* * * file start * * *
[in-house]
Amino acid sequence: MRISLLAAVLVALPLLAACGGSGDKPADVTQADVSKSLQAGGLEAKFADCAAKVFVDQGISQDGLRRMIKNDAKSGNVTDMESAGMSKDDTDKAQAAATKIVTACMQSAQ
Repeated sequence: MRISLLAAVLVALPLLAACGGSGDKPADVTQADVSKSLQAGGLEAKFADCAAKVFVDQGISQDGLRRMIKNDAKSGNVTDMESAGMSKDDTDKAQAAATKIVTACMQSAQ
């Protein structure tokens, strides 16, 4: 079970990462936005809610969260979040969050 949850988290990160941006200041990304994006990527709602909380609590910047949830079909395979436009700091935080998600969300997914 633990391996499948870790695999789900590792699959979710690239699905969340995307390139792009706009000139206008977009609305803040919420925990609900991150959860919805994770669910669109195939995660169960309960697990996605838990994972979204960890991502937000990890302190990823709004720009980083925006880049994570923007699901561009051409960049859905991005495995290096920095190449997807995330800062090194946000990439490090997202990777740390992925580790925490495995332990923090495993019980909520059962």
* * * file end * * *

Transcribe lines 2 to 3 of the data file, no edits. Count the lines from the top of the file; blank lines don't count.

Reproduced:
Amino acid sequence: MRISLLAAVLVALPLLAACGGSGDKPADVTQADVSKSLQAGGLEAKFADCAAKVFVDQGISQDGLRRMIKNDAKSGNVTDMESAGMSKDDTDKAQAAATKIVTACMQSAQ
Repeated sequence: MRISLLAAVLVALPLLAACGGSGDKPADVTQADVSKSLQAGGLEAKFADCAAKVFVDQGISQDGLRRMIKNDAKSGNVTDMESAGMSKDDTDKAQAAATKIVTACMQSAQ